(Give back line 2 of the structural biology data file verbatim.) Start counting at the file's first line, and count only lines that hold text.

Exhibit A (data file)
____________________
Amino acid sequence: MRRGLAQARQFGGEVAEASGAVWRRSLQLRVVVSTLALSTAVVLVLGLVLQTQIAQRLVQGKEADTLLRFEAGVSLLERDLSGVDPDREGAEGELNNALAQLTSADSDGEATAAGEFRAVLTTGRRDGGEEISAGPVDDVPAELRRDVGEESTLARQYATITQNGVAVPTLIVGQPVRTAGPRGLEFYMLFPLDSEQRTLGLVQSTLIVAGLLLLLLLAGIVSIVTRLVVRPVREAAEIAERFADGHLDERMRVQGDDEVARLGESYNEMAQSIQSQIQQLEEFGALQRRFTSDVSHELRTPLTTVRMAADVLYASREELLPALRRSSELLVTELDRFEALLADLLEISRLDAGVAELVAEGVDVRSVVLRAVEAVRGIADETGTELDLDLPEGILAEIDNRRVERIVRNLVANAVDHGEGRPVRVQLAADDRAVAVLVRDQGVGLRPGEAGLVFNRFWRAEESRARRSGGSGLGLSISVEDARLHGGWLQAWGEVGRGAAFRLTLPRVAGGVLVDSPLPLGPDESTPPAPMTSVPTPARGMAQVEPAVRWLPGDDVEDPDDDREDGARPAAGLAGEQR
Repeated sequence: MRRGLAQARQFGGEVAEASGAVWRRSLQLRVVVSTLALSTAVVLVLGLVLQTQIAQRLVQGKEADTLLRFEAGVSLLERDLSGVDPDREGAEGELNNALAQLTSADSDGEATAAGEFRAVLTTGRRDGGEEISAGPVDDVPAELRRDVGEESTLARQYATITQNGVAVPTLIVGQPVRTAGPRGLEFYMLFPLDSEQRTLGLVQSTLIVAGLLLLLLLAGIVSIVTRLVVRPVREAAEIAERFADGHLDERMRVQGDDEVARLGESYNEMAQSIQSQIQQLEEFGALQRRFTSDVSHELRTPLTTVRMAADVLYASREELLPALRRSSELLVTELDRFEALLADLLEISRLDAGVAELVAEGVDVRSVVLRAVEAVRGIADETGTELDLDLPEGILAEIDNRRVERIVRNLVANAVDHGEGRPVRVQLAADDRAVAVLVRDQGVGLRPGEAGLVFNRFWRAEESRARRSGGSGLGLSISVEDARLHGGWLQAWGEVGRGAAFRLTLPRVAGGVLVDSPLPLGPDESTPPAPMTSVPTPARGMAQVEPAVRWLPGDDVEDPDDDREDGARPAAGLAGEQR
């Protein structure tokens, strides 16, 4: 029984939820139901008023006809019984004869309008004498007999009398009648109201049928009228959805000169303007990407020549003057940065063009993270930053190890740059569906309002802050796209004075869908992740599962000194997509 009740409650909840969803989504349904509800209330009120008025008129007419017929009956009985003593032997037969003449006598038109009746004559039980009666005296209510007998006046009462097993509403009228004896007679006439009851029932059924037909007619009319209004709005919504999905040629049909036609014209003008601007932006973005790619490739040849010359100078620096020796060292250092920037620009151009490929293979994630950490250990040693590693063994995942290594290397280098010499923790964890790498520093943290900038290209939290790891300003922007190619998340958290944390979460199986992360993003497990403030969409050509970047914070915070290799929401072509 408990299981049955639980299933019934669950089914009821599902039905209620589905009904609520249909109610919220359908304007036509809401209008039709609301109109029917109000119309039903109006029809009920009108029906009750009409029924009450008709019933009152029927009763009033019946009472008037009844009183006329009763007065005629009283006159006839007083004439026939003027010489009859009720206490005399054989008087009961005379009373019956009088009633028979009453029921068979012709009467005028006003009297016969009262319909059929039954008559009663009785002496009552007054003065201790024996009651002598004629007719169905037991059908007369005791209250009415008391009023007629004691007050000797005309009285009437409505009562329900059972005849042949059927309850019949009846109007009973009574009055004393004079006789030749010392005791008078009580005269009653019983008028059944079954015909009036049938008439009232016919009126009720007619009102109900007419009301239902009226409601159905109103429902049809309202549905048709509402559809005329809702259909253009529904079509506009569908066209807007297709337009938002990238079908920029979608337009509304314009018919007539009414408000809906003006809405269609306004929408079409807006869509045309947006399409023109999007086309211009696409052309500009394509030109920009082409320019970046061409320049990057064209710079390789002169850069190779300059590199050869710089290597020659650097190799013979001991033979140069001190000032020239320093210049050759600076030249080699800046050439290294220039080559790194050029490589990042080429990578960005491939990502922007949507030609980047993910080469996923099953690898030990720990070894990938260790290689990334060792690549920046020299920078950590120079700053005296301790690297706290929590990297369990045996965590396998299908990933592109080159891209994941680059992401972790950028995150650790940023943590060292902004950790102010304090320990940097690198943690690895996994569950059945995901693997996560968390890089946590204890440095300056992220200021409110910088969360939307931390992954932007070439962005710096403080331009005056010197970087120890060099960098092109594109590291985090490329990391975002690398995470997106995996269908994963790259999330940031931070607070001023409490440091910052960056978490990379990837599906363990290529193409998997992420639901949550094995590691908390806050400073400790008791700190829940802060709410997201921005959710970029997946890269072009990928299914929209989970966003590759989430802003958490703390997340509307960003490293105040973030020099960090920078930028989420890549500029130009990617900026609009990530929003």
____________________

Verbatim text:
Repeated sequence: MRRGLAQARQFGGEVAEASGAVWRRSLQLRVVVSTLALSTAVVLVLGLVLQTQIAQRLVQGKEADTLLRFEAGVSLLERDLSGVDPDREGAEGELNNALAQLTSADSDGEATAAGEFRAVLTTGRRDGGEEISAGPVDDVPAELRRDVGEESTLARQYATITQNGVAVPTLIVGQPVRTAGPRGLEFYMLFPLDSEQRTLGLVQSTLIVAGLLLLLLLAGIVSIVTRLVVRPVREAAEIAERFADGHLDERMRVQGDDEVARLGESYNEMAQSIQSQIQQLEEFGALQRRFTSDVSHELRTPLTTVRMAADVLYASREELLPALRRSSELLVTELDRFEALLADLLEISRLDAGVAELVAEGVDVRSVVLRAVEAVRGIADETGTELDLDLPEGILAEIDNRRVERIVRNLVANAVDHGEGRPVRVQLAADDRAVAVLVRDQGVGLRPGEAGLVFNRFWRAEESRARRSGGSGLGLSISVEDARLHGGWLQAWGEVGRGAAFRLTLPRVAGGVLVDSPLPLGPDESTPPAPMTSVPTPARGMAQVEPAVRWLPGDDVEDPDDDREDGARPAAGLAGEQR